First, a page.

By Sabrina F Ahmad

You can do it!

Yes, I'm talking to you. I know how you sometimes feel. Assignments, friends, parents, teachers, so much to cope with, the list is endless. Hopelessness of continuous failure makes you want to give up in sheer exhaustion. You just can't take the pressure anymore. But you know what? There is a way.

Did you ever realize that when you are determined, when you fix your mind onto something, you can easily achieve it? Take for instance, in the morning, when getting up for school, you feel exhausted and want to sleep but as soon as think for instance "Hey I have an important class today" or "I'm going to miss all the fun", your determined and your mind fights away the sleep and you can easily get up.

The mind can be truly amazing. Many a times we do not feel well but it is not that we are physically unwell but because we are facing some kind of mental strain. Many of you fall sick before your exams and it is nothing but the pressure. Many people visit the doctors for conjured up problems.

Try this: When you have come down with fever, occupy your thoughts elsewhere instead of feeling sorry for yourself and moaning. Pretend you're not sick and try sitting up or even stand up, look into the mirror, smile at your complexion and even try on some make-up. You can also try inviting some friends over or even easier, call them up. You will get better soon enough. Many hospitals in the U.S. have make-up carts for their patients in order to make them feel better.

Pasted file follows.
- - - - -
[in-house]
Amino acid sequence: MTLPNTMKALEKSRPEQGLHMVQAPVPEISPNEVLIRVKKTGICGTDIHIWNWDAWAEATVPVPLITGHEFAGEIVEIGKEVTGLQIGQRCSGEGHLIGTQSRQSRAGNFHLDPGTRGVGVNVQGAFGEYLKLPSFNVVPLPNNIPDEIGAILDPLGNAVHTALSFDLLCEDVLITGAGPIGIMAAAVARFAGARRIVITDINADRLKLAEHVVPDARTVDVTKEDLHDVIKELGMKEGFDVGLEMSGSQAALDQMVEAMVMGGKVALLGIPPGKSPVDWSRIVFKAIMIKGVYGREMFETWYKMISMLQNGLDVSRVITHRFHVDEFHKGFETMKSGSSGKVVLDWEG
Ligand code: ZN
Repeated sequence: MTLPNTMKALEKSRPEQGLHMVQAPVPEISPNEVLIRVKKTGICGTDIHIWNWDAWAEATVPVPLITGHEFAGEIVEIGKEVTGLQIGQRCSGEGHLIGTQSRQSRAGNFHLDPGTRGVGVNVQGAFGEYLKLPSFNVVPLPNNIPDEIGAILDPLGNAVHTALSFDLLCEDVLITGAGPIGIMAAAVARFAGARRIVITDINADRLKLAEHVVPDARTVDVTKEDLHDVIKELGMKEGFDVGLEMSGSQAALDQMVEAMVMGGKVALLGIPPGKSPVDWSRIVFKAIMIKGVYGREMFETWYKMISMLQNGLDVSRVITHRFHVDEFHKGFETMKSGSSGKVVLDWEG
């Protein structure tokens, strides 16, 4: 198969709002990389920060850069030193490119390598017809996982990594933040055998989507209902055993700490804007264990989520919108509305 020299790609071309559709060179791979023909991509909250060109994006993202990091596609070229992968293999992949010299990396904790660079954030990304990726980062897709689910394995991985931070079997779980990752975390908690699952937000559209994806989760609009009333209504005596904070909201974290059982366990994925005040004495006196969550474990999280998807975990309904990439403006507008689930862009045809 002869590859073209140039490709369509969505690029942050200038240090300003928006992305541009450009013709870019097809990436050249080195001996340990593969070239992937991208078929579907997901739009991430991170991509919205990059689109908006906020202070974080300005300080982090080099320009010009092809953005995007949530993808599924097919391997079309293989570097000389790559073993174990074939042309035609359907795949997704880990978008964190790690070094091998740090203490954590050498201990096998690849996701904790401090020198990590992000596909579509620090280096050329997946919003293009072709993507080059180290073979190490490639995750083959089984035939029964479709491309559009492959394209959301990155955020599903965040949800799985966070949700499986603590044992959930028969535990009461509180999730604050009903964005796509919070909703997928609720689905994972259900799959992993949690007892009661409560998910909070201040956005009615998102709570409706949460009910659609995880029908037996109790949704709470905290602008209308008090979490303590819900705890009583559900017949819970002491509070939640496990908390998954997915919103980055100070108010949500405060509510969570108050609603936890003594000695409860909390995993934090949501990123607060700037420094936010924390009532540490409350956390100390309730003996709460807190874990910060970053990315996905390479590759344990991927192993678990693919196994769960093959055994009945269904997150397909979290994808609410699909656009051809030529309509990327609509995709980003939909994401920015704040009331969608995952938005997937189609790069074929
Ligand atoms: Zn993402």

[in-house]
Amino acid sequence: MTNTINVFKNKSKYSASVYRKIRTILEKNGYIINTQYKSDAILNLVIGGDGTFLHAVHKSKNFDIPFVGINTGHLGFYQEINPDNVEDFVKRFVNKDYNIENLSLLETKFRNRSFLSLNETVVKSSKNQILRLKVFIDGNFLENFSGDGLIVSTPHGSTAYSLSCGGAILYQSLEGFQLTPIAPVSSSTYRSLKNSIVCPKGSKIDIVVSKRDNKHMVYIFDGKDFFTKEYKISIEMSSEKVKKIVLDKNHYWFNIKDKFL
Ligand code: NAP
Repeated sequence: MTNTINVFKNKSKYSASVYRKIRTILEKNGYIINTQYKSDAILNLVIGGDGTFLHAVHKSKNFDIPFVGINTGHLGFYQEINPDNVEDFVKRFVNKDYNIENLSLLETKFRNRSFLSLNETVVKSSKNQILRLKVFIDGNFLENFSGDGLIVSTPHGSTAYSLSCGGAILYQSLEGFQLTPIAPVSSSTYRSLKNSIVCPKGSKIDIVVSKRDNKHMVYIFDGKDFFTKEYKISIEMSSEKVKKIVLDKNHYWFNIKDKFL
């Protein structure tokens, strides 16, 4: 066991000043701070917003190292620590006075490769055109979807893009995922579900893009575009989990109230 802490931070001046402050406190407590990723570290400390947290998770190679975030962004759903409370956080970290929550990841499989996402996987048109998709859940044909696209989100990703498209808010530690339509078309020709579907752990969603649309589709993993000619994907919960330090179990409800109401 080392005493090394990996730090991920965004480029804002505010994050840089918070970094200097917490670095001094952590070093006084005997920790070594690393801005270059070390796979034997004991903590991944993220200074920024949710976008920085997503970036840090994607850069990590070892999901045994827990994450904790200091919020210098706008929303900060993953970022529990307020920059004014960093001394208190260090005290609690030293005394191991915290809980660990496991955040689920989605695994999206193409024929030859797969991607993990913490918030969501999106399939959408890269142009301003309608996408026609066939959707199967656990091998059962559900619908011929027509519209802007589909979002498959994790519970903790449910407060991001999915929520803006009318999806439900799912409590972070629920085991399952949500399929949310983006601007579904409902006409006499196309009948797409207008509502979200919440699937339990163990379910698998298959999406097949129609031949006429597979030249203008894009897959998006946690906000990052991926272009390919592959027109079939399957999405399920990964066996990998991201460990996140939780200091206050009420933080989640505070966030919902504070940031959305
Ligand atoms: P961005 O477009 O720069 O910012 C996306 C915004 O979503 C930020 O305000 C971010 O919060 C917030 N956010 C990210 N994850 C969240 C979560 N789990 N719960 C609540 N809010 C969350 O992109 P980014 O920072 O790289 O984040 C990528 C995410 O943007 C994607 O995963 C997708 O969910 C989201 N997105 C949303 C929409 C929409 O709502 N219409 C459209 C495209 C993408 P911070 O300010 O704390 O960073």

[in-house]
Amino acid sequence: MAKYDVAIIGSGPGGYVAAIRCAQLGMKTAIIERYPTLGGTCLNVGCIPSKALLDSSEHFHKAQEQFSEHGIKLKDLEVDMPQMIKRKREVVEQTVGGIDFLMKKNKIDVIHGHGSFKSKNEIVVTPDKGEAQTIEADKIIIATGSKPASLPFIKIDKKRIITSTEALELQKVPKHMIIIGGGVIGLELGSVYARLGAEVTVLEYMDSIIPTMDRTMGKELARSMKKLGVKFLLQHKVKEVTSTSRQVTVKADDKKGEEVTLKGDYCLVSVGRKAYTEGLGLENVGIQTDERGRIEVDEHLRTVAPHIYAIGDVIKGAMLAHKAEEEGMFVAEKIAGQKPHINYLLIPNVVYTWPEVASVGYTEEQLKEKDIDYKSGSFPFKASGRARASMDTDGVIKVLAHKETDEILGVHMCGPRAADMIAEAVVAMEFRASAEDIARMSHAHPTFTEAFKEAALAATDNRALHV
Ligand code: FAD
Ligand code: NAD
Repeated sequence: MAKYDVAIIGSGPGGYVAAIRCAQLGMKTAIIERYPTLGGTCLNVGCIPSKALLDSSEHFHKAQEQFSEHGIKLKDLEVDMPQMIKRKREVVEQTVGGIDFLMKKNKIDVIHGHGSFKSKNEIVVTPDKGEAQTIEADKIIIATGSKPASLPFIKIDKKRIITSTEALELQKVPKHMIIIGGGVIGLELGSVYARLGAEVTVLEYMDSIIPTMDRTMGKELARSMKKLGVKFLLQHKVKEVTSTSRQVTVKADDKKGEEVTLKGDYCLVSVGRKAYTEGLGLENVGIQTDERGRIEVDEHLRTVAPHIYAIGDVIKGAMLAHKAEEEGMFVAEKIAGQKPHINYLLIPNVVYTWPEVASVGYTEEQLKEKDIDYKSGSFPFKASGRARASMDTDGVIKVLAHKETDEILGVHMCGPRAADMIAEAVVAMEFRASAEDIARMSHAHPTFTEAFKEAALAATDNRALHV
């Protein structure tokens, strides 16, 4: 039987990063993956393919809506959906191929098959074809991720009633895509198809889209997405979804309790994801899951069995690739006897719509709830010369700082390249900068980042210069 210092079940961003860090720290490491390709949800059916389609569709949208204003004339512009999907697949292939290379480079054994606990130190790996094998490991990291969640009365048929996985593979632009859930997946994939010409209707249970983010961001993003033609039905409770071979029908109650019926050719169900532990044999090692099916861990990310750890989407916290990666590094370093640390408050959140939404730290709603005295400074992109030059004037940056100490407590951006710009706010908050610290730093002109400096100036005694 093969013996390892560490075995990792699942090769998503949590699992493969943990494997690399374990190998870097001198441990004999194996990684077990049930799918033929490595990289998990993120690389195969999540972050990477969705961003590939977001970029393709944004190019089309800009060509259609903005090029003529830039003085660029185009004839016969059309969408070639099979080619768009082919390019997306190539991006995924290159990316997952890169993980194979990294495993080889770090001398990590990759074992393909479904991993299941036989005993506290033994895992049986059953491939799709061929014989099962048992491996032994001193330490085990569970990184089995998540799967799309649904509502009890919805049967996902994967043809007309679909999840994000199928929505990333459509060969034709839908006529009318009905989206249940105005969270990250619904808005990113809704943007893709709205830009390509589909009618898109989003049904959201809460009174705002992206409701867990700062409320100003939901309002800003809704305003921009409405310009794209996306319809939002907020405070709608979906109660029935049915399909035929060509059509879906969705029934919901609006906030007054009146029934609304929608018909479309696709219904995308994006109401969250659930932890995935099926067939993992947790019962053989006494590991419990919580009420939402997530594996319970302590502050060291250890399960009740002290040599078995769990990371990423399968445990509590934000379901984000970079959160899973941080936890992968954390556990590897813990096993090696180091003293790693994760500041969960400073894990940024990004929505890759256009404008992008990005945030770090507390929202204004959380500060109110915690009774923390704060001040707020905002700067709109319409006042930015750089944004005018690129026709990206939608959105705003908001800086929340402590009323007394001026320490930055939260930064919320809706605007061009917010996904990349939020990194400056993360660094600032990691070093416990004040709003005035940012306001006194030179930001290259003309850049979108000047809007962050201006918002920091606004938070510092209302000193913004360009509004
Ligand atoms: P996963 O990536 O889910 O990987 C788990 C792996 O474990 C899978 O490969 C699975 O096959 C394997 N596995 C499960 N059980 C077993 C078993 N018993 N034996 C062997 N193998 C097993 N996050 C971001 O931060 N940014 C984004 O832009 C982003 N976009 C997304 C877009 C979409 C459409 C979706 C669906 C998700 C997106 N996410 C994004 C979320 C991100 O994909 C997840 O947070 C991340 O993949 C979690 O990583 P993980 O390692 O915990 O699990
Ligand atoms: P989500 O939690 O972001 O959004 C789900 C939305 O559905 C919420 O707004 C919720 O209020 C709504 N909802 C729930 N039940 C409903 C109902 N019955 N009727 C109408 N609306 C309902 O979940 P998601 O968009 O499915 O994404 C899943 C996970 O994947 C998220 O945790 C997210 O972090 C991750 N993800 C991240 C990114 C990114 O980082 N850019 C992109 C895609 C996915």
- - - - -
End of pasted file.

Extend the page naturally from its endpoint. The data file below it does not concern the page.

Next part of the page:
Many people are obsessed with their weight even though their skinny as a bone. Again many people are so fat but they can't stop eating. They find a kind of comfort in food. Its all up to the mind and the thought process. Many a times you aren't even really hungry but just think you are and so indulge yourself. However if you are determined, you can lose weight in weeks or keep your mind diverted from food. Or you can always look on the bright side and think of all the pros of being fat.

Always be optimistic and firm. Think of a bright side to everything. Suppose you broke up with your boyfriend. Instead of sulking in a corner, start anew. Think of yourself better off without him and of all the cute guys you've been missing out on. It will surely get on his nerves seeing you all confident and ready to face anything. Even try flirting!

The mind can even make you feel younger then your age and this will reflect on you physically!

So for upcoming quizzes, think " At least I wont have to study that again." Or " I can show them how well I can do."

For assignments " Hey might as well get it over with"
For your interfering parents " It's very natural they worry, after everything that's going on, I would've probably done the same thing.
For your peers well … do I have to tell you everything?
So fight all the fatigue, weariness, distress and strain with a vengeance. Start each new day with enthusiasm and zeal. Never let the pressure get to you. It's all up to you because a healthy mind means a healthy body.

By Afrina Choudhury